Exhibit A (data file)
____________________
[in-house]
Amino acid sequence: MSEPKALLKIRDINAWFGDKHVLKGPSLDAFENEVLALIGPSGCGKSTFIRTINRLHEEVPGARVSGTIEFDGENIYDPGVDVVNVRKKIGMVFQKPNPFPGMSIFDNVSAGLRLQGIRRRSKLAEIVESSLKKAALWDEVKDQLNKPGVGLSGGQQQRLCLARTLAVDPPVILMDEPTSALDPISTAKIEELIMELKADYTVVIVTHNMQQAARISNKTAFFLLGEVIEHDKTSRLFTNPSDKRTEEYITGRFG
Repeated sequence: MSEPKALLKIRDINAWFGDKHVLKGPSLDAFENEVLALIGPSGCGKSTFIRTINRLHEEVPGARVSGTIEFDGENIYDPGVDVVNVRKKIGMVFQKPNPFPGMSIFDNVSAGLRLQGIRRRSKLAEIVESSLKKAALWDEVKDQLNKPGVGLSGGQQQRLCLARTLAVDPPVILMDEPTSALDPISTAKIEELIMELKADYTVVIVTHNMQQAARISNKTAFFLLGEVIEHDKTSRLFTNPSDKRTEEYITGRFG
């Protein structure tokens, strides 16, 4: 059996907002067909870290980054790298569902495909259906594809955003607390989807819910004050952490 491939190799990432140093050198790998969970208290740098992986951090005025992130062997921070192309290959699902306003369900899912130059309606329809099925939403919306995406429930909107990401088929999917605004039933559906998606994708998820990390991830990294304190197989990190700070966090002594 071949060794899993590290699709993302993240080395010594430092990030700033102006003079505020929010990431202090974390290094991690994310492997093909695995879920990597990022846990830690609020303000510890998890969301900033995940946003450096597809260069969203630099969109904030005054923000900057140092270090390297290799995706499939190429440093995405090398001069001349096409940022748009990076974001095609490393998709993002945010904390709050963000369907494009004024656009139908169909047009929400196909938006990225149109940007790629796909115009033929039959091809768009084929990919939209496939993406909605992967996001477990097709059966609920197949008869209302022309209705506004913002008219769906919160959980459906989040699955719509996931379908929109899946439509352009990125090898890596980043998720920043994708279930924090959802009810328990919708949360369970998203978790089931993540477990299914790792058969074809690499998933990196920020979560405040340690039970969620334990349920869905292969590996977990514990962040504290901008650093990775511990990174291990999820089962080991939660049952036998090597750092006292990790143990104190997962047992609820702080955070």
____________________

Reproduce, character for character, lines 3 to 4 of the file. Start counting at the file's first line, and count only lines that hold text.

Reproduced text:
Repeated sequence: MSEPKALLKIRDINAWFGDKHVLKGPSLDAFENEVLALIGPSGCGKSTFIRTINRLHEEVPGARVSGTIEFDGENIYDPGVDVVNVRKKIGMVFQKPNPFPGMSIFDNVSAGLRLQGIRRRSKLAEIVESSLKKAALWDEVKDQLNKPGVGLSGGQQQRLCLARTLAVDPPVILMDEPTSALDPISTAKIEELIMELKADYTVVIVTHNMQQAARISNKTAFFLLGEVIEHDKTSRLFTNPSDKRTEEYITGRFG
């Protein structure tokens, strides 16, 4: 059996907002067909870290980054790298569902495909259906594809955003607390989807819910004050952490 491939190799990432140093050198790998969970208290740098992986951090005025992130062997921070192309290959699902306003369900899912130059309606329809099925939403919306995406429930909107990401088929999917605004039933559906998606994708998820990390991830990294304190197989990190700070966090002594 071949060794899993590290699709993302993240080395010594430092990030700033102006003079505020929010990431202090974390290094991690994310492997093909695995879920990597990022846990830690609020303000510890998890969301900033995940946003450096597809260069969203630099969109904030005054923000900057140092270090390297290799995706499939190429440093995405090398001069001349096409940022748009990076974001095609490393998709993002945010904390709050963000369907494009004024656009139908169909047009929400196909938006990225149109940007790629796909115009033929039959091809768009084929990919939209496939993406909605992967996001477990097709059966609920197949008869209302022309209705506004913002008219769906919160959980459906989040699955719509996931379908929109899946439509352009990125090898890596980043998720920043994708279930924090959802009810328990919708949360369970998203978790089931993540477990299914790792058969074809690499998933990196920020979560405040340690039970969620334990349920869905292969590996977990514990962040504290901008650093990775511990990174291990999820089962080991939660049952036998090597750092006292990790143990104190997962047992609820702080955070």